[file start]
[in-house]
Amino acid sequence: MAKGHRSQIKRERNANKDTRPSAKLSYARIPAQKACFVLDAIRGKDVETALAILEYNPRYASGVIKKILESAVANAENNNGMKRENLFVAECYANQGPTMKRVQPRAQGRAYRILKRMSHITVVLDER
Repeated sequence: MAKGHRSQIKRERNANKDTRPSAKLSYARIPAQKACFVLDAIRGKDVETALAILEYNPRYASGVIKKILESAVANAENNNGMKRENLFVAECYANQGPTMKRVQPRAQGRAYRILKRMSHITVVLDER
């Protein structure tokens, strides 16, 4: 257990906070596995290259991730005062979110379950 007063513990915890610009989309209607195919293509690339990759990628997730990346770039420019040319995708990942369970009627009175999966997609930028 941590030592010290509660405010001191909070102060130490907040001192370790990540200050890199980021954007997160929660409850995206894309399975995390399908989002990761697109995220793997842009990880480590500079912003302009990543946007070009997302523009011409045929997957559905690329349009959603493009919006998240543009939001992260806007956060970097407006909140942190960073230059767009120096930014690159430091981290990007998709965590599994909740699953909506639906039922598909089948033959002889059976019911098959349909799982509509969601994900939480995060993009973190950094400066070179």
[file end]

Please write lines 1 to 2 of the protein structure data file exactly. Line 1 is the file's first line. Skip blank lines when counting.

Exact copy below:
[in-house]
Amino acid sequence: MAKGHRSQIKRERNANKDTRPSAKLSYARIPAQKACFVLDAIRGKDVETALAILEYNPRYASGVIKKILESAVANAENNNGMKRENLFVAECYANQGPTMKRVQPRAQGRAYRILKRMSHITVVLDER